Guard Dog Blog

on Livestock Guardian Dogs and small farm life…

7 things I’ve learned.

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As dog people go, I’m not thoroughly seasoned, but I’m well on my way.  There comes a time in every enthusiast’s life where they realize (at least in part) how crazy the dog world is and they choose – consciously or unconsciously – to continue.  I’ve been there at least a few times as I’ve learned and grown.  I like to think that the journey has made me kinder and wiser, but the truth is that it’s also made me more critical and somewhat callous.  I no longer care if people take my advice or not, nor do I feel responsible for the outcome of their actions.  I don’t take on the burden of relationships with colleagues and hold them more loosely than I ever thought possible.  I don’t feel the constant need to prove myself, and I feel strongly that my work should stand alone and speak for me.  I’m also happier than ever before.

There are a few things that I wish I’d known going in to this – and likely in a few years there will be more things I wish someone had told me.  Being a rather sensitive introvert, the lessons I’ve had to learn were quite possibly more painful for me than for many others, but on the off chance that they can help someone else, I’ll share a few points about the dog world that people like me can keep in mind.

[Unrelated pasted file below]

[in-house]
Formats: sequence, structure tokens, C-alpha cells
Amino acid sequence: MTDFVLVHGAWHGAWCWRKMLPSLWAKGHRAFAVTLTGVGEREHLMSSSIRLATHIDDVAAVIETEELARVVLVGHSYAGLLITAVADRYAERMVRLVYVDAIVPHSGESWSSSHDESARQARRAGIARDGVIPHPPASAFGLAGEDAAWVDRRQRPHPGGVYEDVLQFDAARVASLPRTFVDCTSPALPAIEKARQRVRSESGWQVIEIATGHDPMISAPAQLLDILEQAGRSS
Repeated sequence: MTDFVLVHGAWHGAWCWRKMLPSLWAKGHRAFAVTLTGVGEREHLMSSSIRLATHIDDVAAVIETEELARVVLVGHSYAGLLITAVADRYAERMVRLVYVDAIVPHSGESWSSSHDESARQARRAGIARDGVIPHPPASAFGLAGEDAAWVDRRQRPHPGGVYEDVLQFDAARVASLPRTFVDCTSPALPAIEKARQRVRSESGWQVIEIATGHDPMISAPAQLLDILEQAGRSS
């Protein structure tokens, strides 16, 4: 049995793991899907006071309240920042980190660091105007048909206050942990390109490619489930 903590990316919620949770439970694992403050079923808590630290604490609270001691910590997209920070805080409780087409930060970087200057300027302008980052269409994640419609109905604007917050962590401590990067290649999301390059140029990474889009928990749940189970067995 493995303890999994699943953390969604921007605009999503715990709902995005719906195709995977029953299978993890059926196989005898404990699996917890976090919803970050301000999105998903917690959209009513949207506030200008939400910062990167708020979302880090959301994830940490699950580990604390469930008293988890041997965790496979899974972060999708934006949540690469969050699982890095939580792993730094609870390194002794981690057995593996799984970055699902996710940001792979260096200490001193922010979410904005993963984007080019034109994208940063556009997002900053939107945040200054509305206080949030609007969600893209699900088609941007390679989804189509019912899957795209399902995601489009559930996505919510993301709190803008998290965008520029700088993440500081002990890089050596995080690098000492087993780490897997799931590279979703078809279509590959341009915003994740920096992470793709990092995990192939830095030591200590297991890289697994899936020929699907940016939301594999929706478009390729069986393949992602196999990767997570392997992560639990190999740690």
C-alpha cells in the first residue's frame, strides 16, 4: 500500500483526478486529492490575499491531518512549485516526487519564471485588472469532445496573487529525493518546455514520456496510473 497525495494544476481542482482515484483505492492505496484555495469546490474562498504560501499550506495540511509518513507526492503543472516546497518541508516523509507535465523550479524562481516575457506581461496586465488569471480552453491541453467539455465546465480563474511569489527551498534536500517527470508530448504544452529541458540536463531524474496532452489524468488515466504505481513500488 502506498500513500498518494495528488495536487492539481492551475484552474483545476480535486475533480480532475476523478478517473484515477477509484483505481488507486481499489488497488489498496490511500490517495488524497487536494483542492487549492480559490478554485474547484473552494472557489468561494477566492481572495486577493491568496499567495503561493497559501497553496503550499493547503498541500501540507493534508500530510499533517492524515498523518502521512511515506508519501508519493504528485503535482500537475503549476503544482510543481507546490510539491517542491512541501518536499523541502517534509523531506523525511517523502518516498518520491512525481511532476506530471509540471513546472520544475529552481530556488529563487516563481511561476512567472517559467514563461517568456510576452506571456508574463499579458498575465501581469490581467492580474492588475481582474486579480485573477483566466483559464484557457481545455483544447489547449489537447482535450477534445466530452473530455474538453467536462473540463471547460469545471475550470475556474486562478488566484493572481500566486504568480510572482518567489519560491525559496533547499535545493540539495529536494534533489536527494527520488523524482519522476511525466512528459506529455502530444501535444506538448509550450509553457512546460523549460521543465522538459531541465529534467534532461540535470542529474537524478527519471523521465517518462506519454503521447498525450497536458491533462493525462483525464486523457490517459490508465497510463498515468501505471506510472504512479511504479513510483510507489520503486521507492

1. Some people hailed as “experts” have no clue what they are doing.

Fame in the dog world, particularly in the dog training arena, does not equal competence.  Quite often it is the direct opposite.  The people who are the most vocal and who spread their videos and/or blog posts, even those who own training schools, can be either ineffectual or have very narrow expertise.  Sometimes they are lying about their accomplishments, or even how they achieved them.  They can be more passionate than skilled and try to make up the difference by shaming others, using technology to distract or by making up new lingo.  This isn’t the case with every person in the limelight, but the average person starting out won’t be able to tell the difference straight off.  In my experience, only a small handful of people at the top are worth listening to and the majority of the best influences are so busy with their training businesses or are so unsure about their worth that they must be sought out.  Discernment comes with experience, so before you buy those DVDs or sign away the next ten year’s worth of vacation money for schooling, read #2.

2.  There is NO substitution for experience.